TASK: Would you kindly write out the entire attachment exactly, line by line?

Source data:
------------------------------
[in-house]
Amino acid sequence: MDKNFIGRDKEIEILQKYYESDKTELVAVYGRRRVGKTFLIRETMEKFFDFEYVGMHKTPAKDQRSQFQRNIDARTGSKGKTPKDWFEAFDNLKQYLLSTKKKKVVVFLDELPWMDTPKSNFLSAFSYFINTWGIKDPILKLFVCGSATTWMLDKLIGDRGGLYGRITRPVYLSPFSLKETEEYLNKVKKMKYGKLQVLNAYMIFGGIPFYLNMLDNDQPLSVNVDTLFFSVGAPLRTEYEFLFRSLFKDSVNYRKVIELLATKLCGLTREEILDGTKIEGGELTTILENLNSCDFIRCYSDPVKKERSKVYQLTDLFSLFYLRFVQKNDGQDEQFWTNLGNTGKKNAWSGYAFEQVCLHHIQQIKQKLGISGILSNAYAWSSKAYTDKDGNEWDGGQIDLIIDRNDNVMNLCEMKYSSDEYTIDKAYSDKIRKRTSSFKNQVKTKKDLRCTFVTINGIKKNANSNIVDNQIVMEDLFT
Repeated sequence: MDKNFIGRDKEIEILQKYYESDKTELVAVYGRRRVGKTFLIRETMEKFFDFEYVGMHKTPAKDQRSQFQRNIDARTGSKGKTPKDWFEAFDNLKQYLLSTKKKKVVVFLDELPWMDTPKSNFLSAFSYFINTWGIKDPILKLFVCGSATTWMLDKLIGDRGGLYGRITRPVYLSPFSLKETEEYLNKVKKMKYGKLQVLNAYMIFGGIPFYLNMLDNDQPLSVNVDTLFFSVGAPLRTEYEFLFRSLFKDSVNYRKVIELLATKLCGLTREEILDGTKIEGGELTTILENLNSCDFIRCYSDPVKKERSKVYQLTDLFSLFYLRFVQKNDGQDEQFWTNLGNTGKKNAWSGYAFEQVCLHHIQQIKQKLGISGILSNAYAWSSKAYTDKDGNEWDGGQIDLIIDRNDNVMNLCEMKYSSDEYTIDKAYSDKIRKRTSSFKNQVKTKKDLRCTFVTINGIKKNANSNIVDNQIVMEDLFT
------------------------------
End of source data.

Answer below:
[in-house]
Amino acid sequence: MDKNFIGRDKEIEILQKYYESDKTELVAVYGRRRVGKTFLIRETMEKFFDFEYVGMHKTPAKDQRSQFQRNIDARTGSKGKTPKDWFEAFDNLKQYLLSTKKKKVVVFLDELPWMDTPKSNFLSAFSYFINTWGIKDPILKLFVCGSATTWMLDKLIGDRGGLYGRITRPVYLSPFSLKETEEYLNKVKKMKYGKLQVLNAYMIFGGIPFYLNMLDNDQPLSVNVDTLFFSVGAPLRTEYEFLFRSLFKDSVNYRKVIELLATKLCGLTREEILDGTKIEGGELTTILENLNSCDFIRCYSDPVKKERSKVYQLTDLFSLFYLRFVQKNDGQDEQFWTNLGNTGKKNAWSGYAFEQVCLHHIQQIKQKLGISGILSNAYAWSSKAYTDKDGNEWDGGQIDLIIDRNDNVMNLCEMKYSSDEYTIDKAYSDKIRKRTSSFKNQVKTKKDLRCTFVTINGIKKNANSNIVDNQIVMEDLFT
Repeated sequence: MDKNFIGRDKEIEILQKYYESDKTELVAVYGRRRVGKTFLIRETMEKFFDFEYVGMHKTPAKDQRSQFQRNIDARTGSKGKTPKDWFEAFDNLKQYLLSTKKKKVVVFLDELPWMDTPKSNFLSAFSYFINTWGIKDPILKLFVCGSATTWMLDKLIGDRGGLYGRITRPVYLSPFSLKETEEYLNKVKKMKYGKLQVLNAYMIFGGIPFYLNMLDNDQPLSVNVDTLFFSVGAPLRTEYEFLFRSLFKDSVNYRKVIELLATKLCGLTREEILDGTKIEGGELTTILENLNSCDFIRCYSDPVKKERSKVYQLTDLFSLFYLRFVQKNDGQDEQFWTNLGNTGKKNAWSGYAFEQVCLHHIQQIKQKLGISGILSNAYAWSSKAYTDKDGNEWDGGQIDLIIDRNDNVMNLCEMKYSSDEYTIDKAYSDKIRKRTSSFKNQVKTKKDLRCTFVTINGIKKNANSNIVDNQIVMEDLFT